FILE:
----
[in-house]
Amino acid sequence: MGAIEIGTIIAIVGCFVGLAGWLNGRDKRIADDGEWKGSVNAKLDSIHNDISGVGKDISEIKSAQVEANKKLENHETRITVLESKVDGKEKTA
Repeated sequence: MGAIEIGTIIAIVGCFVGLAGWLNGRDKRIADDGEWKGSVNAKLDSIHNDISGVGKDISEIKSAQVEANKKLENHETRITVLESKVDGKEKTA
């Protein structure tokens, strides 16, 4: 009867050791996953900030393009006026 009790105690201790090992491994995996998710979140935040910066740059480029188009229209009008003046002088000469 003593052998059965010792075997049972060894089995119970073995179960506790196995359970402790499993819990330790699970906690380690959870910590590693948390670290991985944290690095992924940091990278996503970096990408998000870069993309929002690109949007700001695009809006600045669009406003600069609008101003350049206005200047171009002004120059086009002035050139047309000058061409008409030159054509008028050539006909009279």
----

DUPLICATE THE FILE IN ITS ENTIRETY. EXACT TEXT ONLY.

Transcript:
[in-house]
Amino acid sequence: MGAIEIGTIIAIVGCFVGLAGWLNGRDKRIADDGEWKGSVNAKLDSIHNDISGVGKDISEIKSAQVEANKKLENHETRITVLESKVDGKEKTA
Repeated sequence: MGAIEIGTIIAIVGCFVGLAGWLNGRDKRIADDGEWKGSVNAKLDSIHNDISGVGKDISEIKSAQVEANKKLENHETRITVLESKVDGKEKTA
């Protein structure tokens, strides 16, 4: 009867050791996953900030393009006026 009790105690201790090992491994995996998710979140935040910066740059480029188009229209009008003046002088000469 003593052998059965010792075997049972060894089995119970073995179960506790196995359970402790499993819990330790699970906690380690959870910590590693948390670290991985944290690095992924940091990278996503970096990408998000870069993309929002690109949007700001695009809006600045669009406003600069609008101003350049206005200047171009002004120059086009002035050139047309000058061409008409030159054509008028050539006909009279």